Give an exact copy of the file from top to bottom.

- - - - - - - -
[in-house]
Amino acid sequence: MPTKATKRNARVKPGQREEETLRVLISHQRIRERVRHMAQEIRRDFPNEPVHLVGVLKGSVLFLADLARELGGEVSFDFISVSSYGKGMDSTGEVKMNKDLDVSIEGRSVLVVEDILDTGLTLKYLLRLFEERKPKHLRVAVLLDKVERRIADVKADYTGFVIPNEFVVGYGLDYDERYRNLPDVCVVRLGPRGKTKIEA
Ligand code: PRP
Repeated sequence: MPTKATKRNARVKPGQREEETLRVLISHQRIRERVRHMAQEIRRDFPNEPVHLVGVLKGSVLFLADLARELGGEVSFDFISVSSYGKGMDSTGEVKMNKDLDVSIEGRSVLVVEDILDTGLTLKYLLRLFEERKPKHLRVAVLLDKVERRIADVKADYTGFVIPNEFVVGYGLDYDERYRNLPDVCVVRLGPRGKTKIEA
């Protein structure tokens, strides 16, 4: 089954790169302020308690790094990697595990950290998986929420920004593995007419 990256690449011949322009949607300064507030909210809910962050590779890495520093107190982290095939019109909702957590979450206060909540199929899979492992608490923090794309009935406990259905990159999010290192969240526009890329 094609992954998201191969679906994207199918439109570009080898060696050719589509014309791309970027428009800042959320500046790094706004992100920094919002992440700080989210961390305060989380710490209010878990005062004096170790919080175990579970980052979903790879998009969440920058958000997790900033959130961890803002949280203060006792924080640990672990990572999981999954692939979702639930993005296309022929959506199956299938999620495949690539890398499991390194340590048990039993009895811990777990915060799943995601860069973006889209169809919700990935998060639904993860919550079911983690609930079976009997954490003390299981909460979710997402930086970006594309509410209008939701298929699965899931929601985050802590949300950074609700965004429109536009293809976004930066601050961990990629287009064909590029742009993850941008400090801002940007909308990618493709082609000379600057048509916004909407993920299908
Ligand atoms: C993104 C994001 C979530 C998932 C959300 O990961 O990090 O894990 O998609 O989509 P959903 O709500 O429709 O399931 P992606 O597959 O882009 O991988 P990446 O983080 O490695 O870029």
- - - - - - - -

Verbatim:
[in-house]
Amino acid sequence: MPTKATKRNARVKPGQREEETLRVLISHQRIRERVRHMAQEIRRDFPNEPVHLVGVLKGSVLFLADLARELGGEVSFDFISVSSYGKGMDSTGEVKMNKDLDVSIEGRSVLVVEDILDTGLTLKYLLRLFEERKPKHLRVAVLLDKVERRIADVKADYTGFVIPNEFVVGYGLDYDERYRNLPDVCVVRLGPRGKTKIEA
Ligand code: PRP
Repeated sequence: MPTKATKRNARVKPGQREEETLRVLISHQRIRERVRHMAQEIRRDFPNEPVHLVGVLKGSVLFLADLARELGGEVSFDFISVSSYGKGMDSTGEVKMNKDLDVSIEGRSVLVVEDILDTGLTLKYLLRLFEERKPKHLRVAVLLDKVERRIADVKADYTGFVIPNEFVVGYGLDYDERYRNLPDVCVVRLGPRGKTKIEA
């Protein structure tokens, strides 16, 4: 089954790169302020308690790094990697595990950290998986929420920004593995007419 990256690449011949322009949607300064507030909210809910962050590779890495520093107190982290095939019109909702957590979450206060909540199929899979492992608490923090794309009935406990259905990159999010290192969240526009890329 094609992954998201191969679906994207199918439109570009080898060696050719589509014309791309970027428009800042959320500046790094706004992100920094919002992440700080989210961390305060989380710490209010878990005062004096170790919080175990579970980052979903790879998009969440920058958000997790900033959130961890803002949280203060006792924080640990672990990572999981999954692939979702639930993005296309022929959506199956299938999620495949690539890398499991390194340590048990039993009895811990777990915060799943995601860069973006889209169809919700990935998060639904993860919550079911983690609930079976009997954490003390299981909460979710997402930086970006594309509410209008939701298929699965899931929601985050802590949300950074609700965004429109536009293809976004930066601050961990990629287009064909590029742009993850941008400090801002940007909308990618493709082609000379600057048509916004909407993920299908
Ligand atoms: C993104 C994001 C979530 C998932 C959300 O990961 O990090 O894990 O998609 O989509 P959903 O709500 O429709 O399931 P992606 O597959 O882009 O991988 P990446 O983080 O490695 O870029």